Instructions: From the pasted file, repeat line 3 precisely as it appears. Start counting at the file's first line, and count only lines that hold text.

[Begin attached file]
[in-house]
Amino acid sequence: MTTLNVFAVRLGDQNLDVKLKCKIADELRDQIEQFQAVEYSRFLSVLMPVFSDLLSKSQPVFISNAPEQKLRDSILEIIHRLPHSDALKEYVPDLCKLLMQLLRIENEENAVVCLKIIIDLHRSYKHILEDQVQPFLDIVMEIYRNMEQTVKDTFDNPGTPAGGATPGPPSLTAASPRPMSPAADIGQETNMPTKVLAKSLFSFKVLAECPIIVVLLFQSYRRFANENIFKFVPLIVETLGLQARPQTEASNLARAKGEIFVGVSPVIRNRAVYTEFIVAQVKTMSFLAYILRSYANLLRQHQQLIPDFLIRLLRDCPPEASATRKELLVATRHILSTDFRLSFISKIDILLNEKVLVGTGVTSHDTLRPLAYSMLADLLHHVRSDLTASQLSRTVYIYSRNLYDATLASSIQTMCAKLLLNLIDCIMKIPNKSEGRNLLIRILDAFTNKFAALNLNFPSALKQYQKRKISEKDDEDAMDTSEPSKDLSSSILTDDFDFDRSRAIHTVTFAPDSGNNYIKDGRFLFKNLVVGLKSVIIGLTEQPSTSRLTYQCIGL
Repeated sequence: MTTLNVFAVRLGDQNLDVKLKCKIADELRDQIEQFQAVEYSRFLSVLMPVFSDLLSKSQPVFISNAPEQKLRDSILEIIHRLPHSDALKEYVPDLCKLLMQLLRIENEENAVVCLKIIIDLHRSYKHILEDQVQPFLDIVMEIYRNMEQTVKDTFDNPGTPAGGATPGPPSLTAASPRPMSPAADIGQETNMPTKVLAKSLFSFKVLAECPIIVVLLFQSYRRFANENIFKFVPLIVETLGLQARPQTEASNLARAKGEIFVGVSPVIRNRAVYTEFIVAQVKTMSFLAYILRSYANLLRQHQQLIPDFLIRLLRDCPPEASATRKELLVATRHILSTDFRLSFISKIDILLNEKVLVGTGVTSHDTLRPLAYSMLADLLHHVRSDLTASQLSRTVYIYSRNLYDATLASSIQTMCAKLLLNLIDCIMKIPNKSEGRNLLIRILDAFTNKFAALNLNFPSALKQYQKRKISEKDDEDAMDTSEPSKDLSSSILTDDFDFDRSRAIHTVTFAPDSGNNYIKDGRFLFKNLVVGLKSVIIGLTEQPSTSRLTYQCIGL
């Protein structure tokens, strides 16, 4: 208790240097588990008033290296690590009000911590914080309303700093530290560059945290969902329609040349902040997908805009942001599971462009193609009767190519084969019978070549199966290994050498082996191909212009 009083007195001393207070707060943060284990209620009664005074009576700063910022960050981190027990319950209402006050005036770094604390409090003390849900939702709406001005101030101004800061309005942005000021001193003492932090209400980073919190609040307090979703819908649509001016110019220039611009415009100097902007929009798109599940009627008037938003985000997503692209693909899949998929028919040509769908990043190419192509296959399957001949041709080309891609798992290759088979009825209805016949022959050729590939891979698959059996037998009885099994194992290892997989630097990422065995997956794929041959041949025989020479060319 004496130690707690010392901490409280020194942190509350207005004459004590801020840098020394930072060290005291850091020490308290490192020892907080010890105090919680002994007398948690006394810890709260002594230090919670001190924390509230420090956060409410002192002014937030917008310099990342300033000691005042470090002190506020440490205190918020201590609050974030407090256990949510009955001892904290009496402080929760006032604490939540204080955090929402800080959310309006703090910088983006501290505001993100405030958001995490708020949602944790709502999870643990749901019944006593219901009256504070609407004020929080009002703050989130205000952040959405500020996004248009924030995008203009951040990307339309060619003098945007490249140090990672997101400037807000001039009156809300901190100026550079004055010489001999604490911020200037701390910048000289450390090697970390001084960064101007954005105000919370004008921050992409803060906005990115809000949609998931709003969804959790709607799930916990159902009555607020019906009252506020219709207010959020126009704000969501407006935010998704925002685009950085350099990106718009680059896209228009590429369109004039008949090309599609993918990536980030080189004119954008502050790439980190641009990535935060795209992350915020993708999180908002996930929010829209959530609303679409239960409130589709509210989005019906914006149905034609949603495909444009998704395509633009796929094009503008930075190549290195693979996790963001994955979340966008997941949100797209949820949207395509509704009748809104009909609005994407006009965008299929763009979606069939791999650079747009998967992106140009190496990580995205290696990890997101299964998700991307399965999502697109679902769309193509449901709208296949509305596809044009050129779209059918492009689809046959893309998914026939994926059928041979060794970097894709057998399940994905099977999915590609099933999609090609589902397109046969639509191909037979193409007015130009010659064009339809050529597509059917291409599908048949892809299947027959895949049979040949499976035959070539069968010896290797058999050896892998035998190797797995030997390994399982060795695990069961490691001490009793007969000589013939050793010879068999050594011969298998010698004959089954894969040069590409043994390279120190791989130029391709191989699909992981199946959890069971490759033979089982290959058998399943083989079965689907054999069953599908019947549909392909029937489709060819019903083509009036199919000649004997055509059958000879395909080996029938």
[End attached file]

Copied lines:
Repeated sequence: MTTLNVFAVRLGDQNLDVKLKCKIADELRDQIEQFQAVEYSRFLSVLMPVFSDLLSKSQPVFISNAPEQKLRDSILEIIHRLPHSDALKEYVPDLCKLLMQLLRIENEENAVVCLKIIIDLHRSYKHILEDQVQPFLDIVMEIYRNMEQTVKDTFDNPGTPAGGATPGPPSLTAASPRPMSPAADIGQETNMPTKVLAKSLFSFKVLAECPIIVVLLFQSYRRFANENIFKFVPLIVETLGLQARPQTEASNLARAKGEIFVGVSPVIRNRAVYTEFIVAQVKTMSFLAYILRSYANLLRQHQQLIPDFLIRLLRDCPPEASATRKELLVATRHILSTDFRLSFISKIDILLNEKVLVGTGVTSHDTLRPLAYSMLADLLHHVRSDLTASQLSRTVYIYSRNLYDATLASSIQTMCAKLLLNLIDCIMKIPNKSEGRNLLIRILDAFTNKFAALNLNFPSALKQYQKRKISEKDDEDAMDTSEPSKDLSSSILTDDFDFDRSRAIHTVTFAPDSGNNYIKDGRFLFKNLVVGLKSVIIGLTEQPSTSRLTYQCIGL